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Andy Reid’s love for ‘Corn Dog’ won the Chiefs the Super Bowl

The Chiefs’ game-winning play in Super Bowl LVIII looked quite familiar. Andy Reid saved his best call for last.

NFL: FEB 11 Super Bowl LVIII - Chiefs vs 49ers Photo by Jeff Speer/Icon Sportswire via Getty Images

For the first time since the 2004 season, the NFL has a repeat champion. The Kansas City Chiefs secured their second straight Super Bowl victory, and third in the last five years, in a 25-22 overtime thriller versus the San Francisco 49ers.

The game literally came down to the last play: with only six seconds remaining in overtime, Kansas City found itself down three points, and three yards from the 49ers end zone. In order to overcome the deficit and defend the title, head coach Andy Reid turned to one of his favorites.

He turned to “Corn Dog.”

Sounds familiar? It’s the same basic concept the Chiefs already ran to help win last year’s Super Bowl, a 38-35 victory over the Philadelphia Eagles. Back then, quarterback Patrick Mahomes hit Kadarius Toney to give the team a 28-27 lead in the early fourth quarter.

This time, Mahomes hit Mecole Hardman for the walk-off score.

“Believe it or not, we had ‘Corn Dog’ last year, and it was ‘Corn Dog’ again,” Reid told ESPN after the game. “This was ‘Corn Dog’ with a little mustard and ketchup.”

The play itself started with an inside motion from Hardman, who quickly broke out again to get himself open. The goal of the concept was to create leverage against 49ers defensive back (and ex-Chief) Charvarius Ward, who was assigned to cover the wide receiver on the perimeter.

When Hardman moved inside, Ward did as well — ever so slightly, but enough to allow tight end Travis Kelce to get to him and give Kansas City enough space to work with. Mahomes rolled out of the pocket and completed the easy pass to cap off the game in style.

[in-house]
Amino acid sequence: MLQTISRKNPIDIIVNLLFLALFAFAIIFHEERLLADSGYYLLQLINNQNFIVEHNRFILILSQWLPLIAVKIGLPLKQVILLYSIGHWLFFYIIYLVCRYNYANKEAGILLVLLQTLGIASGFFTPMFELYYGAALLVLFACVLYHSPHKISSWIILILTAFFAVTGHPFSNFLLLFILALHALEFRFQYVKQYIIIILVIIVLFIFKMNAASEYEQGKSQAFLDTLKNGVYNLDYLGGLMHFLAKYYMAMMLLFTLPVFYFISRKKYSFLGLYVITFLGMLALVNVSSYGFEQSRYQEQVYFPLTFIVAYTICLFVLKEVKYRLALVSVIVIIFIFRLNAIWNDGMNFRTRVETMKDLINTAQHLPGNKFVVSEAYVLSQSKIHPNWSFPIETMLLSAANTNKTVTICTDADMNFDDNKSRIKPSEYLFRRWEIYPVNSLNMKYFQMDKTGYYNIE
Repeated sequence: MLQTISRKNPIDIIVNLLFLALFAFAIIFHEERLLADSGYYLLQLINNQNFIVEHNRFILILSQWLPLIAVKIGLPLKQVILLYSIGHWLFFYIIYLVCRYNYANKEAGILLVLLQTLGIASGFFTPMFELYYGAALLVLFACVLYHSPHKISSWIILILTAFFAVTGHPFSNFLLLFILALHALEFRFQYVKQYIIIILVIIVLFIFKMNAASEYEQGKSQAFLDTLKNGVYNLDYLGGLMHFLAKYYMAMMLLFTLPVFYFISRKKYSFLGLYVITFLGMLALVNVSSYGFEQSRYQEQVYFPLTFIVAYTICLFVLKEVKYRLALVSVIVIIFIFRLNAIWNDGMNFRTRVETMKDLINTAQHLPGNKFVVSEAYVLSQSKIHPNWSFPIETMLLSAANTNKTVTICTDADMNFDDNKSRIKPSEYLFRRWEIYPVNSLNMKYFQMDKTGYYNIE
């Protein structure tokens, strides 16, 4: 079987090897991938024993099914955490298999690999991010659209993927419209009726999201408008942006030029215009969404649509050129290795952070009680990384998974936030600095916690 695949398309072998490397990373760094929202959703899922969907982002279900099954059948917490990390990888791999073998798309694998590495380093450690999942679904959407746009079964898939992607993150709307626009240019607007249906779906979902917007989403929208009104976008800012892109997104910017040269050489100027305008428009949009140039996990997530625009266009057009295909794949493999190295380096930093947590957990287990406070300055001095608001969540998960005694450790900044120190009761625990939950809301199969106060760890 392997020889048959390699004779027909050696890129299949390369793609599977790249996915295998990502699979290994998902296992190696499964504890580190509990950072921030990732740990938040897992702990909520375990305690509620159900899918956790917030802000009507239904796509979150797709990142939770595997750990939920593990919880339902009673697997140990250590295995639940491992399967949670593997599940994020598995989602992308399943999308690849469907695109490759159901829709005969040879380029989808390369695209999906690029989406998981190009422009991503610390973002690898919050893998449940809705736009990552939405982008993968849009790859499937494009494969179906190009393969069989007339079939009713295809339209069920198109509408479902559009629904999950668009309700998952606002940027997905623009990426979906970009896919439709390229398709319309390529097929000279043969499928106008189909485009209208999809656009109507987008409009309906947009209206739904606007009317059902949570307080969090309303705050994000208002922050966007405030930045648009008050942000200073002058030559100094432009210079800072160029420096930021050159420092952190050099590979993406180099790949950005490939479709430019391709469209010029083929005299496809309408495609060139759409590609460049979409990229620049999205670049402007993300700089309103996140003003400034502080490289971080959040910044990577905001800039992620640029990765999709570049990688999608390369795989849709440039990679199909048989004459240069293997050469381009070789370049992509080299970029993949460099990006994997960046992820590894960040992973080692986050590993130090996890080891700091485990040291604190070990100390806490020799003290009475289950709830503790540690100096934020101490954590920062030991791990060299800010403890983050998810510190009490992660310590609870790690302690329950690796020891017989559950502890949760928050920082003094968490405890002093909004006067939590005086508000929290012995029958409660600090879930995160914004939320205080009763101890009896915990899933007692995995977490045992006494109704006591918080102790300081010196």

“We brought it back at the right time,” Kansas City’s QB said after the game. “Another Andy Reid special.”

With Mahomes and Reid leading the charge, the Chiefs have secured their spot as the next NFL dynasty — succeeding the team that last managed to win back-to-back titles, the Tom Brady/Bill Belichick New England Patriots. Whether Kansas City will be able to produce a similar two-decade run of excellence remains to be seen, but for now the club can call itself champions of the world yet again.

Andy Reid, who had to wait until the age of 60 to first taste victory on the game’s biggest stage, knows how special that moment is.

“It’s a great win, because I know how hard it is to do,” he said during his postgame presser. “And then how hard the season was, the ups and downs of the season; and how proud I am of the guys to just hang in with each other, stand positive with each other.”

The Chiefs’ ability to stay on track even in light of adversity, both during the regular season and in Super Bowl LVIII, set the stage for their eventual championship.

That, and “Corn Dog.”